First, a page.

There are as many reasons to make lists of cities around the world as there are cities, but most of them relate somehow to beauty. Who doesn't want to scroll through a list of the most photogenic cities in the United States, or the most beautiful cities to visit during Japan's cherry blossom season?
Fact: This is not going to be one of those lists.
Indeed, while this list is going to focus on some of the least photogenic cities in the world, you shouldn't take it to be an overall value judgment of each. While some of the cities are relatively irredeemable, many are otherwise interesting and fun to visit, and just happened to have been hit by the ugly stick. Apologies in advance if your favorite city is on here!
01 of 06
Addis Ababa, Ethiopia
Anthropologists and travelers alike think of Ethiopia as the birthplace of humanity. The country, for its part, is home to some of Africa's most incredible tourist destinations, such as the sulfur fields of Dallol and Erta Ale volcano.
But while the Ethiopian capital Addis Ababa is East Africa's financial center, and its airport the hub of prestigious Ethiopian Airlines, the city has few visual elements that distinguish it from any other large city in Africa. In fact, aside from the stunning Medhane Alem Church, whose blue-green domes contrast perfectly with the grey skies that usually rise above Addis Ababa, the city offers almost no beauty to complement its delicious food, exciting nightlife, and growing population.
02 of 06
Like Addis Ababa, the Indian city of Agra sits close to many of the country's top tourist destinations. In fact, Agra is built up around India's #1 draw for travelers, the Taj Mahal.
Unfortunately, while many other Indian cities boast redeeming factors beyond the attractions they're home to, Agra is nothing more than a trap for the tourists who venture here, a fact its decided lack of beauty compounds. The silver lining of Agra being as disappointing as it is? It's only a couple hours by train from Delhi, which is one of the best cities to fly to if you're looking for cheap flights to India from most anywhere in the world.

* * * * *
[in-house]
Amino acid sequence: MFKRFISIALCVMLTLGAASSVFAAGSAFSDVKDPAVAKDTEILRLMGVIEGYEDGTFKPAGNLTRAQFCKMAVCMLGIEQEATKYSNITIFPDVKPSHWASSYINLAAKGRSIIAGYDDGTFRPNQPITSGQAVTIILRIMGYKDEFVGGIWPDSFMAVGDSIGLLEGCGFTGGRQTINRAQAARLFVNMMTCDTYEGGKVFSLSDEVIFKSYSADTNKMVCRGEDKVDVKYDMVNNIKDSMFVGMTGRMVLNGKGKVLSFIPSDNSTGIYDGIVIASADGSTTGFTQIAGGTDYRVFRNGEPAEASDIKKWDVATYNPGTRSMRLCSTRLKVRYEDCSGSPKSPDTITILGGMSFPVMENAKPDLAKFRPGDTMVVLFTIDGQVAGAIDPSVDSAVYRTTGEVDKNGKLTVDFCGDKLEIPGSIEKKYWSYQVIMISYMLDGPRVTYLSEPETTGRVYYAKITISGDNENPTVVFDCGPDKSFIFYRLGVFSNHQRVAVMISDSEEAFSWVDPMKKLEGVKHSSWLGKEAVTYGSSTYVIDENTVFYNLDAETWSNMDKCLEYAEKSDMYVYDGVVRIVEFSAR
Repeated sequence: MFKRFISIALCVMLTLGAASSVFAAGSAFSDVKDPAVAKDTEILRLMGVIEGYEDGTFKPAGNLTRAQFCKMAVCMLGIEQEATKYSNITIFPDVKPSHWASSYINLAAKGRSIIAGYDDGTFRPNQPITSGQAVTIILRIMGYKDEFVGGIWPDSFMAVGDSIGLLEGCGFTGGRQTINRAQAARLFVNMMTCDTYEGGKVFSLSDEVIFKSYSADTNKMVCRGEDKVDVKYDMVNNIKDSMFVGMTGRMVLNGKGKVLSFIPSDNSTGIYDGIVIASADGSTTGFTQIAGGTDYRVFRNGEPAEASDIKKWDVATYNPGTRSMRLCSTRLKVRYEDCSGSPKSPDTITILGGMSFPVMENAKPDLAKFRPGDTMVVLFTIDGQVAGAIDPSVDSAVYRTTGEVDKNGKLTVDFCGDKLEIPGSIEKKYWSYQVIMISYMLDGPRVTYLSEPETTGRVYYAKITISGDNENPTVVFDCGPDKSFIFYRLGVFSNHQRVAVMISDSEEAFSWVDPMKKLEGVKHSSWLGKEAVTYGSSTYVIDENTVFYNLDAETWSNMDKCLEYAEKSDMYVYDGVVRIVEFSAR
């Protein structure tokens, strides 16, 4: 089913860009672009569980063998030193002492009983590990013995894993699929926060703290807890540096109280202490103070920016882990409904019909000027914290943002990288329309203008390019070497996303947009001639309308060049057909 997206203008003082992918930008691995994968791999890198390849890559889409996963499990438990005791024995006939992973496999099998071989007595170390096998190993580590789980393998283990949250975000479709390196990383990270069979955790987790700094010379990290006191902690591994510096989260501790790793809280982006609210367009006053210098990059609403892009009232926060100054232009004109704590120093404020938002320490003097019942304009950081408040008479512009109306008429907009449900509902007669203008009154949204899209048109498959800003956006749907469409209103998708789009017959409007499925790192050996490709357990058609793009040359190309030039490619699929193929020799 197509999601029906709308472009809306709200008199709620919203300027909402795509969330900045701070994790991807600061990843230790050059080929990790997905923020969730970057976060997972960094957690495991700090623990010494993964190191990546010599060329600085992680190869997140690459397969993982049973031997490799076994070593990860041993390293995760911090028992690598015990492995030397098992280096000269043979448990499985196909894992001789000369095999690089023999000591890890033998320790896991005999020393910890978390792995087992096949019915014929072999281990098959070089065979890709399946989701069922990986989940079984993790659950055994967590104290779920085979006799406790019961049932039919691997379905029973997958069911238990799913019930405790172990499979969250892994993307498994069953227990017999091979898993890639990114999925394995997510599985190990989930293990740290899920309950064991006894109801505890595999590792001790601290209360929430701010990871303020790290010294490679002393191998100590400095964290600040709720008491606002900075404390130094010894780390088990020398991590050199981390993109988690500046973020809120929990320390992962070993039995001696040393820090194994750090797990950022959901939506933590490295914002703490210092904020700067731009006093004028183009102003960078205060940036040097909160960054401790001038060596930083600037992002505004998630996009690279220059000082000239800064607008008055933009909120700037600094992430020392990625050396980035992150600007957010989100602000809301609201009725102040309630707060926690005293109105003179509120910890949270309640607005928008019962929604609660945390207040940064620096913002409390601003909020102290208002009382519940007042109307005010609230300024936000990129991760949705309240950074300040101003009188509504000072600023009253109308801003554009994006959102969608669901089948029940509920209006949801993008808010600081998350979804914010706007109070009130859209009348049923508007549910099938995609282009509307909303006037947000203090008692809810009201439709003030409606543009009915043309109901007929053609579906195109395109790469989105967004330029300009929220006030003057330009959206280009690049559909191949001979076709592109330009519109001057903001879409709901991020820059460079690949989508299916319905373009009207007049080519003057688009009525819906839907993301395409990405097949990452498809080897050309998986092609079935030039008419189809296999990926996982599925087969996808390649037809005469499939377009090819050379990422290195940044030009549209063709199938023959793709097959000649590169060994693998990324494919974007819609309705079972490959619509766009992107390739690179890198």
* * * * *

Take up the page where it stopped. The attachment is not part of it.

03 of 06
Both travelers and locals refer to Arequipa, the second-largest city in Peru, as the "White City." The good news, if you like color that is, is that relatively few of the buildings in the city are actually white, the bleak color of the sky above the city notwithstanding.
The bad news is that Arequipa is about as beautiful as a piece of plain, white paper, regardless of your photography skills. Of course, most travelers come to Arequipa not for the city itself, but for the nearby Colca Canyon, so this is just as well.
04 of 06
Belgrade has developed a reputation as one of Europe's most exciting cities, and the de-facto hub of the Balkan region that's emerged as a tourism hot spot two decades after the end of the devastating war. While Belgrade, whose Serbian name Beograd happens to translate to "White City" (hola, Arequipa!), boasts a youthful excitement, as well as proximity to the Serbian wine country and other national treasures, it's far from beautiful.
In fact, while you can see architectural influences that range from Austro-Hungarian, to Eastern Orthodox, to Ottoman as you walk the streets of Belgrade, it's the Soviet-looking apartments blocs and other structures that dominate the aesthetic of this city, and lead many to the conclusion that it simply isn't photogenic.Continue to 5 of 6 below.
05 of 06
Two things surprise many travelers about the city of Cairns, Australia. First, that it's pronounced "Cans," not unlike the way many non-French speakers mispronounce the city of Cannes on France's Côte d'Azur. Secondly, in spite of the fact that Cairns is the gateway to Australia's Great Barrier Reef, it's a decidedly ugly city, with a drab, 1980s aesthetic that almost cancels out the natural beautiful its tropical landscape gives the city. You'll take some of the best pictures of your life while diving, but don't bother saving any battery for your subsequent walks back to your hotel.
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Houstonians rejoiced at the recent news that Houston is expected to overtake Chicago as America's third-largest city within the next several decades. Unfortunately, bigger is not always better, a fact that pertains not only to Houston's frequent status as America's fattest city but also to how ugly it is in spite of all the things to do there.
Even if we ignore the fact that Houston's greatest infamy comes from the fact that the world's widest freeway is there, the city just isn't beautiful. Its dominance as an energy-industry hub has led to a decidedly industrial landscape, with even "picturesque" places like the Houston Ship Channel bearing an almost hideous aesthetic, to say nothing of the smell of oil in the air.
If you're looking for good photography in Houston, it's better to Instagram from within the city's award-winning museums and restaurants than to venture out into its ugly streets.